Under most circumstances, I am not an anxious person. But these aren’t ordinary times. In just another few weeks, my memoir will be published (As Alone As I Want To Be; Adelaide Books, 2018), a literary vein-opening. I am experiencing honeymoon jitters. How will it be received? How will I feel about the inevitable criticism?
It’s not your average memoir. There’s no rape, murder, incest, abuse—the kind of catastrophic drama that sells books. I’m not crazy or neurotic. On top of those impediments, it’s written in a series of essays. There are through-lines, to be sure, but none of the usual name/rank/serial number kind of work so the reader can follow my life in that way. What will keep the reader engaged? Is growing up a feminist pioneer in a conventional society enough?
This isn’t my first attempt to write about my life. More than 30 years ago, I wrote an autobiography (Almost Famous: In and Out of Show Biz; Westgate Press, 1986). It was written in that familiar and conventional format—when I was born and where, tracking my eventful life chronologically. At the time, I was a clinical psychologist in private practice and a media psychologist, necessarily more cautious than I am now. I was concerned about my clients’ reaction to some of the revelations but only one had anything resembling criticism. And, surprisingly, the book was picked up as a secondary text by a college on the East Coast for a Psychology of Women class. It sold better than I thought it would.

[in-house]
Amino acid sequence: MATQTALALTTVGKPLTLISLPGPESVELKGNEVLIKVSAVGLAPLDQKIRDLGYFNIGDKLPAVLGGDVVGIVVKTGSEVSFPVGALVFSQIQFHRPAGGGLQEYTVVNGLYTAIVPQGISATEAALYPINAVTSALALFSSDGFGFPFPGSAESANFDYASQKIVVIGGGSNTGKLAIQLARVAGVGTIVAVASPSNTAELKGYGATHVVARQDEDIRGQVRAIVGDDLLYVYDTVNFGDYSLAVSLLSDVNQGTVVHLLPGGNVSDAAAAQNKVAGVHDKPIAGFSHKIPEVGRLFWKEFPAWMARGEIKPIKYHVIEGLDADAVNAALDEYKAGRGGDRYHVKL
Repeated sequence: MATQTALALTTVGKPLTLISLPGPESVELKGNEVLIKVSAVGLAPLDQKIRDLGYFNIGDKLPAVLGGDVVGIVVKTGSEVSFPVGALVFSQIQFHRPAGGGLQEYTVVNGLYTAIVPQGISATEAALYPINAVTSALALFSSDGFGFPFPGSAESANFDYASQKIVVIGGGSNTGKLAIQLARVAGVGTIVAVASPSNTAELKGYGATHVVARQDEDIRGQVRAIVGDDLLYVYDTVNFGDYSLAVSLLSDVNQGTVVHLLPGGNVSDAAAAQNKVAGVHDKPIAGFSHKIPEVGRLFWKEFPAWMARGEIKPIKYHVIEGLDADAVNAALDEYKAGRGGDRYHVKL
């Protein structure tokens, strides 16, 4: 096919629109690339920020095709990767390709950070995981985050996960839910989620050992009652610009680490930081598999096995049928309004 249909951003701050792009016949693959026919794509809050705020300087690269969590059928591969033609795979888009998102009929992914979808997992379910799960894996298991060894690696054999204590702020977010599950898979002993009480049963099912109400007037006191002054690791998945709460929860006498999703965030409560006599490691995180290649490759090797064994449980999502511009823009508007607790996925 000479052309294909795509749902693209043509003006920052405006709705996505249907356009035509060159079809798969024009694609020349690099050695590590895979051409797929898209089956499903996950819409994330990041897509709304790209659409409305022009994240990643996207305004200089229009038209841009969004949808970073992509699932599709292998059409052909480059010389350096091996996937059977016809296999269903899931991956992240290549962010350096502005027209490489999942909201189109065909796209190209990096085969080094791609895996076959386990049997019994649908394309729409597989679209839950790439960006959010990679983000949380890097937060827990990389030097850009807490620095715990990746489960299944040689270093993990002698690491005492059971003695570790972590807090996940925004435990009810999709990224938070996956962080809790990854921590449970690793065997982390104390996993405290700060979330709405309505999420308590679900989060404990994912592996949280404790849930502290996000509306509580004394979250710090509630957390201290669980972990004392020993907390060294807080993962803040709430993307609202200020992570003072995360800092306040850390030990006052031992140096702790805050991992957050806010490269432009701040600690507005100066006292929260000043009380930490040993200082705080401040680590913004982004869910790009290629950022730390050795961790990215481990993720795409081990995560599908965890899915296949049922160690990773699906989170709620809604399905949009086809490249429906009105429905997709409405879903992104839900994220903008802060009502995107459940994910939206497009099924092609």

Now, with most of the major players dead, I have opted to disclose more of my emotional truths. If there was a chance anyone might be hurt, I changed the names to protect them (and me from litigation). And it’s all pretty much here—the mistakes, the failures, the triumphs, the preoccupations, the primary relationships, the hopes, the fantasies, the melancholia.
I never would have gone another round with this adventurous life story were it not for the demands of my MFA program. Spitting out the required 25 pages a month was remarkably easy. It was hard to hold back as the emotions and stories just kept pushing themselves out. When essays from the book were published in literary magazines, the feedback was encouraging. Some commented on the events, others on the irreverent wit that often accompanied them. People could identify with my life and its travails. But the reader response was to a single essay, not a book filled with them.
More to the point, what do I hope to accomplish, anyway?
A friend said the worst thing he could imagine was that no one would read it but I disagree. Because all but two of the 23 essays have already been exposed to the unforgiving light of publication, many have read what I have to say. Nobody died. Then what’s the anxiety about?
Everyone has secrets, things they don’t want others to know. We all manufacture an image not only to others but to ourselves. With the publication of this memoir, however, my life is quite literally an open book. There is little of importance I have not disclosed and dissected for public consumption. Oddly, I am comfortable with that. Equally unexpected, I find that merely the publication is enough for me at this point in my life.
So perhaps what I am calling anxiety is an eagerness to take this leap into the unknown one last time. I understand that some will find value within its pages, others may not. One of the themes of the memoir is the development of a strong internal locus of control. Thus, the audience I really need to please is myself, the toughest critic of all. If I am happy with the work—and I am—than responses will be welcome. If they’re constructive, they’ll help with the next project.
Life is lived on a threshold. Bring it on